Ahh, the old ignorance is bliss. This adage shines as bright as a supernova in turkko-trekk.com land.
Witness this witless exchange between professor clown and two of his respondents:
“Older rugs are, indeed, considered to be more beautiful. By you, by me, probably by almost everyone who reads ****. But I think that's because we have learned to equate age with aesthetics. People not so enlightened (and they make up 99+% of the population), see young rugs as more beautiful. That's why they buy them.”
Well now there are as many holes in the clowning professor’s statement as there are in the swiss-cheese sandwich he probably is eating for lunch today. Firstly, he and the rest of his crowd have proven a distinct inability to differentiate what really is an old rug. Secondly, calling himself and his junior partners “enlightened”, or even alluding to the fact they might be, is so laughable RK can hardly type.
Thirdly, and this is perhaps the worst, is his assurance in so unequivocally revealing the tastes of 99+% of the population. Did the great professor take a scientific/statistical survey? Or did he just make this up, as is his usual modus operandi?
Sorry steev, but 99+% of the population buy new rugs because they are far cheaper and much more plentiful in the marketplace. Only a numbskull like price=clown could believe the BS he wrote.
The exchange continued and one of the nameless equally challenged posters to the price’s playroom followed with these bon mots:
“I think that Steve and others have previously alluded to the fact that today we might be seeing the better examples of earlier weavings, since those are the ones that are most likely to be preserved.”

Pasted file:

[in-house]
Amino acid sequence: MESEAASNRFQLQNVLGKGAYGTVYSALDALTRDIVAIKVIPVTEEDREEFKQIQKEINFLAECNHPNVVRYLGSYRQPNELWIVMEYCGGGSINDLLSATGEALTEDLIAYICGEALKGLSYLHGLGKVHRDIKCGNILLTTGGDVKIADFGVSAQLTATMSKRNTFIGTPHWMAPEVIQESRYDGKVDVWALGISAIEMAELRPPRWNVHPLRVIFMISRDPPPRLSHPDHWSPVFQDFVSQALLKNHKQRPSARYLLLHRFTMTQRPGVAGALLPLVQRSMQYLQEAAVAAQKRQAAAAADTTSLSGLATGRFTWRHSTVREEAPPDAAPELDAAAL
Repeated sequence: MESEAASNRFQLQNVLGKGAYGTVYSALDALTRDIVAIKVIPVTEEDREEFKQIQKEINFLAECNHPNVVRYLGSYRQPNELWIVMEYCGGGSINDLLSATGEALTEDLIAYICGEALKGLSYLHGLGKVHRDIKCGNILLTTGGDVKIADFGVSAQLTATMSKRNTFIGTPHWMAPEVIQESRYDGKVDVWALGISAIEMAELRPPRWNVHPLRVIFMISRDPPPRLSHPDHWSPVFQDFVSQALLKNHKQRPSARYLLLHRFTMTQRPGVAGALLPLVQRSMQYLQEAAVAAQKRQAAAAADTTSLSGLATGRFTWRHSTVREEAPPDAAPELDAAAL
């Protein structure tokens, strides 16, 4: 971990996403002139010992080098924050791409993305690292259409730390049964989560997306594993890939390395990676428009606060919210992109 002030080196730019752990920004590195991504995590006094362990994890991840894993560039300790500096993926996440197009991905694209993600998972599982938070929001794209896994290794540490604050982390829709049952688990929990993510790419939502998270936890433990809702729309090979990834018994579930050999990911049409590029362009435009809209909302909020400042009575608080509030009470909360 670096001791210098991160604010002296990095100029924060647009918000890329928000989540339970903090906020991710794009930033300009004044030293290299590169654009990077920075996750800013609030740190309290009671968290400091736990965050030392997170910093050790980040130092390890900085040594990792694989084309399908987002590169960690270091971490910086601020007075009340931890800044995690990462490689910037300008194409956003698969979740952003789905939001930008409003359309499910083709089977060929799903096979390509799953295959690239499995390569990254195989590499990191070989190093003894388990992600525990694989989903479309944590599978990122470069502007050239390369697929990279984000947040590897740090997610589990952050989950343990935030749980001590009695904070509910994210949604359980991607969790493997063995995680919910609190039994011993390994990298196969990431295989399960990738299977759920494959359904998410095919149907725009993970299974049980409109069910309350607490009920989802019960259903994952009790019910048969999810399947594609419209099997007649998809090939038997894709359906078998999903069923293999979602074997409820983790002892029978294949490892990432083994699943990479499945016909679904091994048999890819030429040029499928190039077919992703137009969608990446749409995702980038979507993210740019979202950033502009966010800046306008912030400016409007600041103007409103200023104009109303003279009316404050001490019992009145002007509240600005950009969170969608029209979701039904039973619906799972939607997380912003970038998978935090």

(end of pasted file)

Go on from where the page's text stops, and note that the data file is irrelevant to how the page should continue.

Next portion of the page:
Another nincompoop speaks. Where do the folks get these dumb ideas? Not only are they ignorant about the rugs themselves but also about the socio-economics of rug production.
Better rugs, or what they think these might be, had no greater chance of being preserved than lesser ones. This is a dopey tautology, period.
The same magpie continued:
“So perhaps in our assessment of older rugs today we are dealing with a biased sample of the more attractive ones because the unfavoured ones have generally met a swifter demise.”
Here’s professor clown’s answer:
“The best pieces are the ones most likely to be preserved, the worst are the ones most likely to find their way into the trash pile. Recent production includes the mediocre in nearly its original proportion. That subset - the majority - is mostly gone from the antique population.”
And another reply from some other lamebrain:
“Makes sense to me. Lucky for those of us who are attracted to this old rug aesthetic that these are the ones that are preserved….But since we all know that rarity is a cornerstone of collectibility and value in antiques, maybe we should start looking out for the unattractive old rugs...”
We are sure RK is not the only one who wonders how anyone, including the authors of such nonsense, could possibly believe steev and company have ever been doing anything else?